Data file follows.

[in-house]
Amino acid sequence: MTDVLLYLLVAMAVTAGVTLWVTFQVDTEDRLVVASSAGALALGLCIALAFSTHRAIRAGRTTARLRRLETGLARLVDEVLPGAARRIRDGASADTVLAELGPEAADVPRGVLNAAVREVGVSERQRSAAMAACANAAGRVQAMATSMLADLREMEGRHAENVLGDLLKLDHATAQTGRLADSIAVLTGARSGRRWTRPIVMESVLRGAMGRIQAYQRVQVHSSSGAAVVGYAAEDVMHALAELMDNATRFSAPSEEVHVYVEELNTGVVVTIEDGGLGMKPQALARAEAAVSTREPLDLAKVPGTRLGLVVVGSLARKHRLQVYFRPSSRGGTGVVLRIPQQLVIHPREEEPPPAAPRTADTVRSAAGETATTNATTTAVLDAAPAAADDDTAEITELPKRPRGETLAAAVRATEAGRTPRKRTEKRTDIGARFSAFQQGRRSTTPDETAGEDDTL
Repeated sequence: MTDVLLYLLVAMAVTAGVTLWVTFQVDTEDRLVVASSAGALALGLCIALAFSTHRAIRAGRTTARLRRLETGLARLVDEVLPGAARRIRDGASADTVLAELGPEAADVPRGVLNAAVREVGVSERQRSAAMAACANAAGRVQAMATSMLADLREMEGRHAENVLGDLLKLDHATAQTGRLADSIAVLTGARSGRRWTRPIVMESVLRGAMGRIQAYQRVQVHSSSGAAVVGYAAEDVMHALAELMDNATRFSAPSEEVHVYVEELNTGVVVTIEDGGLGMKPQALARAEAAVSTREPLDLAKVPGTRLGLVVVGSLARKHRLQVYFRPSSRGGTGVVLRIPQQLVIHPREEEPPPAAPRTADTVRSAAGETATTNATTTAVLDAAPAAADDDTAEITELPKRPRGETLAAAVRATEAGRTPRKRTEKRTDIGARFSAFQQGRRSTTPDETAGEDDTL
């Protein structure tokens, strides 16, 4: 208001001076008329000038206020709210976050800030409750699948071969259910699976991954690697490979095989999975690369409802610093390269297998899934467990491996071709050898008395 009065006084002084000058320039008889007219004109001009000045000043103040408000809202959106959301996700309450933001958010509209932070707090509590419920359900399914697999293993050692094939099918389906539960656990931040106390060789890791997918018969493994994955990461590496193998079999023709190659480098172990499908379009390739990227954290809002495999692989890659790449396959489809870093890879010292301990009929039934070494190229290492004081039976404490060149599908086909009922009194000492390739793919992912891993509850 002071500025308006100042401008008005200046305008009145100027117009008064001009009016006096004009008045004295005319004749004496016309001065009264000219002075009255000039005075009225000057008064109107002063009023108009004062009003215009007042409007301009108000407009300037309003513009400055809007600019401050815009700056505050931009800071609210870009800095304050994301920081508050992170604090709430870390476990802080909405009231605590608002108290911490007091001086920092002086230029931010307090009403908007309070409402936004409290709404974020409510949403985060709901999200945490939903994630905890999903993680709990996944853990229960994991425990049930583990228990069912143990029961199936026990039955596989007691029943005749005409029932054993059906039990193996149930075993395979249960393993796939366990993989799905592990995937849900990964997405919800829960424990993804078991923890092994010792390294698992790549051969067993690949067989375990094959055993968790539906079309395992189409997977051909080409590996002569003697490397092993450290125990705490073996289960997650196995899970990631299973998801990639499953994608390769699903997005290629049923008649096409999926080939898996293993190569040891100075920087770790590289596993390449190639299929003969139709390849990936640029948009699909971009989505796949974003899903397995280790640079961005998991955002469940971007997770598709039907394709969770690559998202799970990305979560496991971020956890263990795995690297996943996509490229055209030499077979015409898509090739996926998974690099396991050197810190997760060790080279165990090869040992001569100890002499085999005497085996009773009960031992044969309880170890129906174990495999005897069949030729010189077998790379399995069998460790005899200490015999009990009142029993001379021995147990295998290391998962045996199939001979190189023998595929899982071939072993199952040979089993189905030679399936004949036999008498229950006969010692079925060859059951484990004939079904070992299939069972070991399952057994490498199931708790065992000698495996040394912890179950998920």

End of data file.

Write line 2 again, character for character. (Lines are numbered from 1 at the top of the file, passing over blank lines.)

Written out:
Amino acid sequence: MTDVLLYLLVAMAVTAGVTLWVTFQVDTEDRLVVASSAGALALGLCIALAFSTHRAIRAGRTTARLRRLETGLARLVDEVLPGAARRIRDGASADTVLAELGPEAADVPRGVLNAAVREVGVSERQRSAAMAACANAAGRVQAMATSMLADLREMEGRHAENVLGDLLKLDHATAQTGRLADSIAVLTGARSGRRWTRPIVMESVLRGAMGRIQAYQRVQVHSSSGAAVVGYAAEDVMHALAELMDNATRFSAPSEEVHVYVEELNTGVVVTIEDGGLGMKPQALARAEAAVSTREPLDLAKVPGTRLGLVVVGSLARKHRLQVYFRPSSRGGTGVVLRIPQQLVIHPREEEPPPAAPRTADTVRSAAGETATTNATTTAVLDAAPAAADDDTAEITELPKRPRGETLAAAVRATEAGRTPRKRTEKRTDIGARFSAFQQGRRSTTPDETAGEDDTL